Sunday, April 29, 2012

What A Court Must Consider To Sanction A Party

In Martin v. Maroone Chevrolet of Delray Beach (4D10-5006), the Fourth District again stated the test a court must follow to strike a pleading. The court stated:
Before a court may strike a party’s pleadings as a sanction, the courtmust consider the following factors:
1) whether the attorney’s disobedience was willful,deliberate, or contumacious, rather than an act of neglect orinexperience; 2) whether the attorney has been previouslysanctioned; 3) whether the client was personally involved inthe act of disobedience; 4) whether the delay prejudiced theopposing party through undue expense, loss of evidence, orin some other fashion; 5) whether the attorney offered reasonable justification for noncompliance; and 6) whetherthe delay created significant problems of judicial administration.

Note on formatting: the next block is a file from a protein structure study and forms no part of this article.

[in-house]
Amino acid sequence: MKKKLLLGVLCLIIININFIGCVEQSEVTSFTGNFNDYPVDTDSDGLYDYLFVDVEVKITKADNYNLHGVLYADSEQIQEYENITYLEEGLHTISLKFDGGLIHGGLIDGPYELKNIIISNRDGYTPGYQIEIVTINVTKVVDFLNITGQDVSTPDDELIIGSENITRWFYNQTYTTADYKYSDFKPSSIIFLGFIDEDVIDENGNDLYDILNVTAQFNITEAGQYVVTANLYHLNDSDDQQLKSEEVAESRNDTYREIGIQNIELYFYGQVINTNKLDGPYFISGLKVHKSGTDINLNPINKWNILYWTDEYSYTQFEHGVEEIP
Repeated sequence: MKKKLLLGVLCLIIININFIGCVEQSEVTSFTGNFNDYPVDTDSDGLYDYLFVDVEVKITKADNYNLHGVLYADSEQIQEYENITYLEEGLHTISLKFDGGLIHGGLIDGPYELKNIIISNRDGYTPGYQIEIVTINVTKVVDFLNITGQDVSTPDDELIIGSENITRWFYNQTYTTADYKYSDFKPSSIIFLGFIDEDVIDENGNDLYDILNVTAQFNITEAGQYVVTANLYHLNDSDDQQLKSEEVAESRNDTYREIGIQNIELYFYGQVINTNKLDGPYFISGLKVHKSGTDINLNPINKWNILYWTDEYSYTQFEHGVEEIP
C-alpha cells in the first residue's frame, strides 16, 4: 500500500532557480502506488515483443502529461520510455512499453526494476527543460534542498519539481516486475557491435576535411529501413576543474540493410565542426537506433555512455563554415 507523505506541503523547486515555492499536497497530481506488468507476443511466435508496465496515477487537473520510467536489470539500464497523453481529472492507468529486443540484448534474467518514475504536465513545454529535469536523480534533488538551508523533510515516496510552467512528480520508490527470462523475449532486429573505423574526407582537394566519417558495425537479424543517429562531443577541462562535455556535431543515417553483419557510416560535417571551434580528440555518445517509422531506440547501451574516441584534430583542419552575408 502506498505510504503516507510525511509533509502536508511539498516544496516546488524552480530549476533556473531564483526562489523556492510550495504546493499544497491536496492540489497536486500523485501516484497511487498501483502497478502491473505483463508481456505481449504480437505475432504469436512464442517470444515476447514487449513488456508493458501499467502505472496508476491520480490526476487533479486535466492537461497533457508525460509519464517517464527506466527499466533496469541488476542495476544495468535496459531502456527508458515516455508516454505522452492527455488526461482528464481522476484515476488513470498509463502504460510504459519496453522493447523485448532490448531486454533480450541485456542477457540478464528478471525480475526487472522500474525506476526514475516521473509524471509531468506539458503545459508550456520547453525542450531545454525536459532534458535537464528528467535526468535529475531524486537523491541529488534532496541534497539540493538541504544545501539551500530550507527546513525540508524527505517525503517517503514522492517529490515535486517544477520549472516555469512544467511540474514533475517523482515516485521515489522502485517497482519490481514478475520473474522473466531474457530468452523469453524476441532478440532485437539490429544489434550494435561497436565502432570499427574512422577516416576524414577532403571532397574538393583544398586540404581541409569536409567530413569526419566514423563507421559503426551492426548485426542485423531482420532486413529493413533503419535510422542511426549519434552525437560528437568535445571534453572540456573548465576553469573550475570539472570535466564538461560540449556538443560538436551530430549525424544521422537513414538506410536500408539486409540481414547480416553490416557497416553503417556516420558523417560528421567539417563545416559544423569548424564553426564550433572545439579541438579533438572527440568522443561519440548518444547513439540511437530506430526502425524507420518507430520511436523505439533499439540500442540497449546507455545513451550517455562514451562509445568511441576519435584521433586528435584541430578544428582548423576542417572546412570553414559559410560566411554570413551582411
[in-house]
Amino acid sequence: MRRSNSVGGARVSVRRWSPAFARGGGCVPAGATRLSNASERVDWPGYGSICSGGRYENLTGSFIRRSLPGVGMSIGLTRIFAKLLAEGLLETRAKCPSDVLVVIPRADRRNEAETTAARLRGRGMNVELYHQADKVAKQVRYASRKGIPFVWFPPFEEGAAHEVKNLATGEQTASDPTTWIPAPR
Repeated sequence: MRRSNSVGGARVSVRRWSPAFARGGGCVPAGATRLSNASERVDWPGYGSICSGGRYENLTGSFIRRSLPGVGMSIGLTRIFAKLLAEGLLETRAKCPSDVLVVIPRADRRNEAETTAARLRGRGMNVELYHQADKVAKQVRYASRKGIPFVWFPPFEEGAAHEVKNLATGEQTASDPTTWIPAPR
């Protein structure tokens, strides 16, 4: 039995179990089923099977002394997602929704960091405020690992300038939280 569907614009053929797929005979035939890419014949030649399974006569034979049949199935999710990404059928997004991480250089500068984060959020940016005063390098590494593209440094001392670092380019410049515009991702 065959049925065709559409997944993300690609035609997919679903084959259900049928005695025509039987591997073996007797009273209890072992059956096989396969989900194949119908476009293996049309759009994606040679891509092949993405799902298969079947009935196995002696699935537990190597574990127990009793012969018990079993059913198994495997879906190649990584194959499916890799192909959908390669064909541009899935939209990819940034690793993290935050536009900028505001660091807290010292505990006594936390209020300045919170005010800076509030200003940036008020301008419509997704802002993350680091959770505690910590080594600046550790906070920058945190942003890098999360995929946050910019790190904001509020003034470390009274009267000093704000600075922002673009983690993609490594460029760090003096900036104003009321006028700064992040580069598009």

The court must also consider whether a lesser sanction would be a“viable alternative.” Id. Whether the litigant was involved in themisconduct is a factor to be weighed in the Kozel analysis, but does notweigh more heavily than the other factors. See Ham v. Dunmire891 So.2d 492, 497 (Fla. 2004). “The Kozel criteria with an emphasis onwhether prejudice has occurred control.” Idat 502.


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